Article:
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in Filmmaking
on May 24, 2011

Attend most U.S. festivals these days, and you’ll notice a certain anxiety around the issue of new technologies. There are the transmedia sidebars and also the distribution initiatives that bring festival films into your own living room, sidestepping the red carpets that in many cases unfurl only blocks away. And then there are the fests that temptingly allow you to screen films on your iPad without leaving your hotel room. But still, despite such gestures, all these festivals spend most of their energies, rightly, on their core mission — projecting films for live audiences — even as their blogs, op-eds, and public statements evince an insecurity that a bunch of people sitting in a dark room may no longer be enough.

Not so Cannes. Particularly with its Official Selection, Cannes remains singularly focused on the cultural importance of large-screen cinema, a value it has steadfastly endorsed through its reassuring annual spectacle taking place in the bunker-like Palais. Photographers and locals line up literally days in advance to catch movie stars as they sashay up the red carpet to the evening premieres, while the audience, also in black tie and evening gowns (or, pictured, more avant-garde styles) strolls up that giant staircase right alongside them. Forget VOD day-and-date initiatives — a regular neck tie with a dark suit is enough to sour these carefully laid out proceedings. (Such a misstep will get you bounced out of line to a handy vendor willing to sell you a bow tie for 15 euros.) Despite — or perhaps because of — the sartorial hassle, as a night out at the movies it can’t be beat.

If you are looking for technological innovation at Cannes, you have to poke around the edges. This year at SXSW, “gameification” was the buzzword, but Cannes has been applying its own clever take on this idea for several years now with its ticketing system. You start the fest with a number of points (that number is dependent on the status of your credentials), and gain two more each hour you spend there. In the Palais are a bank of computer terminals, and when you use them to log-in, you ration your points to gain attendance to as many films as you can. (This year, fest-goers were welcomed by a home-screen graced by the quite glamorous, and entirely un-Google-able, Maina Bolt.) Score your tickets early and spend a lot of points. Wait until later, and spend less points… but take the chance that your screening will be sold out.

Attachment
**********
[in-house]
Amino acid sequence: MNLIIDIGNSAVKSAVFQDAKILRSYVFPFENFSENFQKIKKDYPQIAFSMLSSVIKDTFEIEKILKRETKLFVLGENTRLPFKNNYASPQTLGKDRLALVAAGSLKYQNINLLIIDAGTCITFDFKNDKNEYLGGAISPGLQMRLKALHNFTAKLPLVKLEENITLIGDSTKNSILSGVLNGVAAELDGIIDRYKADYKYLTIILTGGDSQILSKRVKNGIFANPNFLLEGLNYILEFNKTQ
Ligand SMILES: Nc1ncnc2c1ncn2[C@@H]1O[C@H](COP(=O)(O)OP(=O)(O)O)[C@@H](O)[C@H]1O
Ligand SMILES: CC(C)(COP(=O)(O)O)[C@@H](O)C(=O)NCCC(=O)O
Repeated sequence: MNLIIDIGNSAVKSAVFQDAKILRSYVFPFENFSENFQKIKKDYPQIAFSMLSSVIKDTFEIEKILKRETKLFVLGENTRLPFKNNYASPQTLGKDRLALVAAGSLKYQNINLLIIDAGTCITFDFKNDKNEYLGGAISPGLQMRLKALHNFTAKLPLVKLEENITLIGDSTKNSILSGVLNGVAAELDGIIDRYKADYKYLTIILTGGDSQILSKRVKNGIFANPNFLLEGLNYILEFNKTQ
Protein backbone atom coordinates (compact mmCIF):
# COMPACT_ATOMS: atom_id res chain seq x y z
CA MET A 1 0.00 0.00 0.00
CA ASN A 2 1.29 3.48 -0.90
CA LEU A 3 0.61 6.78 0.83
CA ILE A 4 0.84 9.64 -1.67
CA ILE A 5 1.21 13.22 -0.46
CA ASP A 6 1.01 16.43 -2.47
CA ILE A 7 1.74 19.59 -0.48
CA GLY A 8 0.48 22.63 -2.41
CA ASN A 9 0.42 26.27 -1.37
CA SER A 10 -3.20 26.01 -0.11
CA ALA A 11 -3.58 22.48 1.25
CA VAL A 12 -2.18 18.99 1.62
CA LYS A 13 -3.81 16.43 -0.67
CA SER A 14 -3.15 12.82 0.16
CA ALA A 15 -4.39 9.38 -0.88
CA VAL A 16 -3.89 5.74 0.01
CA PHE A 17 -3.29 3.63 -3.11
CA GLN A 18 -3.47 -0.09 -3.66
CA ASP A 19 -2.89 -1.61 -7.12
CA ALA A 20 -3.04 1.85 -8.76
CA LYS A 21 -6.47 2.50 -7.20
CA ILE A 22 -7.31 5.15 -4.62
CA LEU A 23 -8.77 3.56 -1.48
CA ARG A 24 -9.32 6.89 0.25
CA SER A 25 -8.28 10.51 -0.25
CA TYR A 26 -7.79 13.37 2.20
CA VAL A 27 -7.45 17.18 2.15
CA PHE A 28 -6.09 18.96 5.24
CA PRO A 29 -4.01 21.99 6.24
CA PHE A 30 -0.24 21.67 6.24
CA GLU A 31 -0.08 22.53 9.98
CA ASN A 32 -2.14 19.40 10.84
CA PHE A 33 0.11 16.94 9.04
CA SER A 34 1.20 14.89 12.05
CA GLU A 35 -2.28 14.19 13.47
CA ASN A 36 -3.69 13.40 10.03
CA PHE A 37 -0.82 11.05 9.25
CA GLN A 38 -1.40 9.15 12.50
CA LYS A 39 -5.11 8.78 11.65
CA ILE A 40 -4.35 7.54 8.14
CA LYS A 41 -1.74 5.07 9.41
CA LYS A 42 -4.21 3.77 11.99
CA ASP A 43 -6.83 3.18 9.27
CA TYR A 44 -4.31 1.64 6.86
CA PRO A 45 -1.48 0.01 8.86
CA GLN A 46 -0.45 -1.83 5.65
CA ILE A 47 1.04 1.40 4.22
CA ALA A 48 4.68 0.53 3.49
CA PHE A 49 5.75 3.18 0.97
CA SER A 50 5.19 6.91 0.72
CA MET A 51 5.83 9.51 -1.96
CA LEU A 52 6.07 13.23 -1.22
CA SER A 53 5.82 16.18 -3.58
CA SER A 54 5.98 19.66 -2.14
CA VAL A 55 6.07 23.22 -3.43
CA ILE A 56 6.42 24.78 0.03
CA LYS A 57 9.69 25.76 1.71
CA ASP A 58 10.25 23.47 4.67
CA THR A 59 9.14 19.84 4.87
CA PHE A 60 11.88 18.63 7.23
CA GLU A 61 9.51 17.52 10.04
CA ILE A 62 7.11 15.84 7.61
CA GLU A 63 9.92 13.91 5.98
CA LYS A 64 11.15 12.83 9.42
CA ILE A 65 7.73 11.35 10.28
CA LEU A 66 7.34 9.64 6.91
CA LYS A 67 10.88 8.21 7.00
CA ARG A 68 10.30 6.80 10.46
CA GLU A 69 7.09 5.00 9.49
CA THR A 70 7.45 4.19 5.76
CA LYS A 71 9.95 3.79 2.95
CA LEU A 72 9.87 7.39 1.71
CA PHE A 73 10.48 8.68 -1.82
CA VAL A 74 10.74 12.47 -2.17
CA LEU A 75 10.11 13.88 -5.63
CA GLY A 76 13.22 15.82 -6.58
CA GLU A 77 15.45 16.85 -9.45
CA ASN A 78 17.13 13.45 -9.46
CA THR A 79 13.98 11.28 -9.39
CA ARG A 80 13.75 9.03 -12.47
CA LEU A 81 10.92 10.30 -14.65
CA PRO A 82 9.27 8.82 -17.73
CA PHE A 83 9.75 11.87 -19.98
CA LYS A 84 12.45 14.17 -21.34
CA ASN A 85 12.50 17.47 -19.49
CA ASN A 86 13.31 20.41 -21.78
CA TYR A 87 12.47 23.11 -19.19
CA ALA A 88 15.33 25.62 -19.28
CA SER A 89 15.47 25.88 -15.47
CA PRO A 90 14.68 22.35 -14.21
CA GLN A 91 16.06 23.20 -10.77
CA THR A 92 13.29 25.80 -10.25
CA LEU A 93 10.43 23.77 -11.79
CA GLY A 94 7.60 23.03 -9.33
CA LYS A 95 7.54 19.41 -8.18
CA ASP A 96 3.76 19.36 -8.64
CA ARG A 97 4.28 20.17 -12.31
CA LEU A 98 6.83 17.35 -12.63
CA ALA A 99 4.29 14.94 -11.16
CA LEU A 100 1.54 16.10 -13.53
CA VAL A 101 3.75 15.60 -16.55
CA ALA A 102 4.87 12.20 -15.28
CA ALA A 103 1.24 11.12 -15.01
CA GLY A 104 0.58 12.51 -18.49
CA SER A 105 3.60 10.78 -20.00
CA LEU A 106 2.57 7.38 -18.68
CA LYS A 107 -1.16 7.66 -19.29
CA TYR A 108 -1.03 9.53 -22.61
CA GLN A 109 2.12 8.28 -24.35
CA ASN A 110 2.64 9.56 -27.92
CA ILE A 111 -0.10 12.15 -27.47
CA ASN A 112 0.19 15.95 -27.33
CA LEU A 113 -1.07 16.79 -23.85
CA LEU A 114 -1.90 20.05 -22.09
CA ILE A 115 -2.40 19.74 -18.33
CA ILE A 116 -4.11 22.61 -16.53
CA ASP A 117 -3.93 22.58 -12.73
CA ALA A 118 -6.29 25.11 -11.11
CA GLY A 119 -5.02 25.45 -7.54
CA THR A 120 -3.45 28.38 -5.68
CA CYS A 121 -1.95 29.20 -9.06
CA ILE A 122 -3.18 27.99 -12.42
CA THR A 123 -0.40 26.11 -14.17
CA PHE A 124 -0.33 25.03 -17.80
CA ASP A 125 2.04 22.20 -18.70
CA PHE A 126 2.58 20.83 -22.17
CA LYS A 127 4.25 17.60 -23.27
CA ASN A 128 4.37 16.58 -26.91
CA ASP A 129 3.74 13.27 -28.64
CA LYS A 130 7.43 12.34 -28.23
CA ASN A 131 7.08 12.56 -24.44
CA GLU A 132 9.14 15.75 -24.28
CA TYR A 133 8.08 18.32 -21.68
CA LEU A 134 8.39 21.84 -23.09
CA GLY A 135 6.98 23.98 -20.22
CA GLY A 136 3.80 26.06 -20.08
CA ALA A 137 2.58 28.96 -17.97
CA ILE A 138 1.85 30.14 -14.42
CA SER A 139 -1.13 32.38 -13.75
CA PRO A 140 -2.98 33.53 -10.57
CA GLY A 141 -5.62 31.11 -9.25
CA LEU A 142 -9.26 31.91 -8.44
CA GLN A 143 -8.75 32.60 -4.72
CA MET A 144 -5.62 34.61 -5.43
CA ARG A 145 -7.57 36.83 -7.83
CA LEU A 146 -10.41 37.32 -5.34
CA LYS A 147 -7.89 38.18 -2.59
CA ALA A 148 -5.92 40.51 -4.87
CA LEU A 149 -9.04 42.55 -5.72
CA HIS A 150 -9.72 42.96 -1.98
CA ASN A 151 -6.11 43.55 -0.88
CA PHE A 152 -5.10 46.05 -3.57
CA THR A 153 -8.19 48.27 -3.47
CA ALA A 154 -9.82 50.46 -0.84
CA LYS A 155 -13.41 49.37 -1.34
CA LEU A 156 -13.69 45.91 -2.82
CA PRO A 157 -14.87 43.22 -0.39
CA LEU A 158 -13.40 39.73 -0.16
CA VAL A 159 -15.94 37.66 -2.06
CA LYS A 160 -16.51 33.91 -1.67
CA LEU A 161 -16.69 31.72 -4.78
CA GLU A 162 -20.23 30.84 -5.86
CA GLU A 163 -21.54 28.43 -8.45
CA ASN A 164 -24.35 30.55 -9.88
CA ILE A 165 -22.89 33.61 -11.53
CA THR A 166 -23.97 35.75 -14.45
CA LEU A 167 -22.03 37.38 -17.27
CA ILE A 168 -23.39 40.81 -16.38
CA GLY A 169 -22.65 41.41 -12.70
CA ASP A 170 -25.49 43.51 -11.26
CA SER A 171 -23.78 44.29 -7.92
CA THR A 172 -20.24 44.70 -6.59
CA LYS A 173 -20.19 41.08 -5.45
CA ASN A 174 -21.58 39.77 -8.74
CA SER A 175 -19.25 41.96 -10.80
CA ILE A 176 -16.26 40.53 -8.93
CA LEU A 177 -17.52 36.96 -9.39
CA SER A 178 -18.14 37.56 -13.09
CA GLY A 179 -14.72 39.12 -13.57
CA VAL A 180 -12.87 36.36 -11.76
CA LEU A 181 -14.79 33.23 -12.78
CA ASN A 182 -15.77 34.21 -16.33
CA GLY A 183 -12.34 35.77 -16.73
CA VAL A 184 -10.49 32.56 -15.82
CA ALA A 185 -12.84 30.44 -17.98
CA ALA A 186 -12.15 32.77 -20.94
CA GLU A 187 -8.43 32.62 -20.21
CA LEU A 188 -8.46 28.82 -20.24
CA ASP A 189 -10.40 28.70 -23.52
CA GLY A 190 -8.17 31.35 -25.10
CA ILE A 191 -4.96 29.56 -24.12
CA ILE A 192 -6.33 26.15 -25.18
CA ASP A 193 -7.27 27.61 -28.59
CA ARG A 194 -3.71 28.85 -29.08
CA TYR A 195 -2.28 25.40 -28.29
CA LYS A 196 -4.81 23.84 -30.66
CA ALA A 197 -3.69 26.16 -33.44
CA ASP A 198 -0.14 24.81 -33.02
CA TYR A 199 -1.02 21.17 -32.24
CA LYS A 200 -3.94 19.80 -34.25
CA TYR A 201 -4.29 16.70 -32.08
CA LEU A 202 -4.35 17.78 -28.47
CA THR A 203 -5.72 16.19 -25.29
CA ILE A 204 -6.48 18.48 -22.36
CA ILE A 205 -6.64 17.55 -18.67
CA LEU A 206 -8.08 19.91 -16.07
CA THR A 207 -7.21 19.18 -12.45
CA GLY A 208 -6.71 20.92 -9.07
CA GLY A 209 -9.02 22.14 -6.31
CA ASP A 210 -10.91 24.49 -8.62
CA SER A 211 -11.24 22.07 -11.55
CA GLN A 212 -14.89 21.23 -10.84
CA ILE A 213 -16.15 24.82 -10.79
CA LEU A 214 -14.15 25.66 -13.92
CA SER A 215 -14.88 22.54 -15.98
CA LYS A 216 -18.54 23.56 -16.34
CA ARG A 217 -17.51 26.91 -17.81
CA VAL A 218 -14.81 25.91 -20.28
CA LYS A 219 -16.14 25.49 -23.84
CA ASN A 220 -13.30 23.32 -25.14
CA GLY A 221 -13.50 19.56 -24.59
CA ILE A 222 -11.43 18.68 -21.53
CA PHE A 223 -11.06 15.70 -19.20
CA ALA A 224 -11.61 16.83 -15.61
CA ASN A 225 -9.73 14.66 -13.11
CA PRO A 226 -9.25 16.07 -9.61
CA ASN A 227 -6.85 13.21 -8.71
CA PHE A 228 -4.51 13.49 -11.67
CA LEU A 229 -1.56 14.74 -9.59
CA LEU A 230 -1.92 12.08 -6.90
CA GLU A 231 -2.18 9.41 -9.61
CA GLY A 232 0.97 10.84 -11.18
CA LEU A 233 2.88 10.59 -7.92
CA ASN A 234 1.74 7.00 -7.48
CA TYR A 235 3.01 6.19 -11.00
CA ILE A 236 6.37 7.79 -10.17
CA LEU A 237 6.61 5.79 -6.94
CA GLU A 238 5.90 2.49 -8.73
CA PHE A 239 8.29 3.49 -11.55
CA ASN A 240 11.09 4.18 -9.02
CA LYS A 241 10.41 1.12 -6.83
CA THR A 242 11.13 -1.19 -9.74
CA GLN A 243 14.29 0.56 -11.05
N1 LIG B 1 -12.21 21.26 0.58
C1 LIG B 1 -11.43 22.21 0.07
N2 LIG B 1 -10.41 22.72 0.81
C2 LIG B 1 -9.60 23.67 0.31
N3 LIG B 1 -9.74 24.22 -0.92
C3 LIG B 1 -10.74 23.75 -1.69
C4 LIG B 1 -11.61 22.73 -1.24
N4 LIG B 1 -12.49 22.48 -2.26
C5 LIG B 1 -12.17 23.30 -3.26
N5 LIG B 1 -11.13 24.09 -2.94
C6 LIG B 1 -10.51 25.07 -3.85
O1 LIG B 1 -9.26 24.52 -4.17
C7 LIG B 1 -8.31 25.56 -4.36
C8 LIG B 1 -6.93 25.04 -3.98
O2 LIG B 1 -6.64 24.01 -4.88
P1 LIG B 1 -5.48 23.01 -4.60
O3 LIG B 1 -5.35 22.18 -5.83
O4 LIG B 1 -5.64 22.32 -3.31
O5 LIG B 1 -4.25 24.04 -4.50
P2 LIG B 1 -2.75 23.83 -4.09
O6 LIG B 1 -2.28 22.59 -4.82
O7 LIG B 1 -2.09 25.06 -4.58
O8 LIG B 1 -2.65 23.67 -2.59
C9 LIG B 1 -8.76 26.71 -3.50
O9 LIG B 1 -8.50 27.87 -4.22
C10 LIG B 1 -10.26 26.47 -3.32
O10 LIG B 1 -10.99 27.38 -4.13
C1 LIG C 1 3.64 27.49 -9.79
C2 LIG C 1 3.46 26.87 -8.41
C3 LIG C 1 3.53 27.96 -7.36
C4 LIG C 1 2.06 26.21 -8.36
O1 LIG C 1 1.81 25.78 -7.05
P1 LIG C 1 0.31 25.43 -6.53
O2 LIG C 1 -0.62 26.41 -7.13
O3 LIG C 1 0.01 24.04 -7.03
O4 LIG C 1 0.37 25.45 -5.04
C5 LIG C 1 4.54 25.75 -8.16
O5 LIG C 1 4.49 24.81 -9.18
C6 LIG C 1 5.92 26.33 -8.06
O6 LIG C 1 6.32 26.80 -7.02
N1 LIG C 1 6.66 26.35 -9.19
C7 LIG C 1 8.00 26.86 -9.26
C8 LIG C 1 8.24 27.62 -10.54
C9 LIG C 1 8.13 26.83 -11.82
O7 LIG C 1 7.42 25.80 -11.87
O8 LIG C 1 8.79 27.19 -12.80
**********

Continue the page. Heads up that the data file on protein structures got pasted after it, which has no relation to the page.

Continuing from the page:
Digital technology at its most basic and the glitz of Cannes come together on the Croissette each night as those tuxedo’d moviegoers walk towards the Palais. Anyone looking tourist-y and needing to impress their date is descended upon by a clutch of photographers — including, I saw this year, one cyber-punkette straight out of a William Gibson novel — who convince them to stop for snaps. After posing in place while the crowds walk by, they are handed web addreses where their personal paparazzi shots can later be viewed and, for a price, downloaded.

Leave it to the trades and panels, then, to opine on the way in which technology is changing the film industry. (Although I saw more than one person stand in front of the Screen International posters trying to figure out how to scan the barcode into their iPhones so as to access the mag’s Cannes coverage.) My panel at the American Pavilion was titled, “Indie Film Innovators: Keeping Up with New Thinking in Distribution,” and it divided between traditional film distributors (David Fenkel from Oscilloscope and Barry Meyerowitz from Phase Four) and those entering the film space from the new media or social networking worlds (Facebook’s Jon Fougner and PreScreen’s Shawn Bercuson). In the middle was Alamo’s Tim League (pictured after the panel with fellow Austin-ite, filmmaker Kyle Henry), whose work exhibiting genre titles at Austin’s Alamo Drafthouse is well known. But League has also been branching out into marketing partnerships as well as production, using Cannes to announce an anthology feature, The ABCs of Death. Twenty-six directors will each make a short depicting a specific death associated with one letter of the alphabet. League said the film will be a theatrical feature, but he also admitted that the episodic structure will allow complete segments to be used for marketing purposes online or even for foreign sale as individual shorts.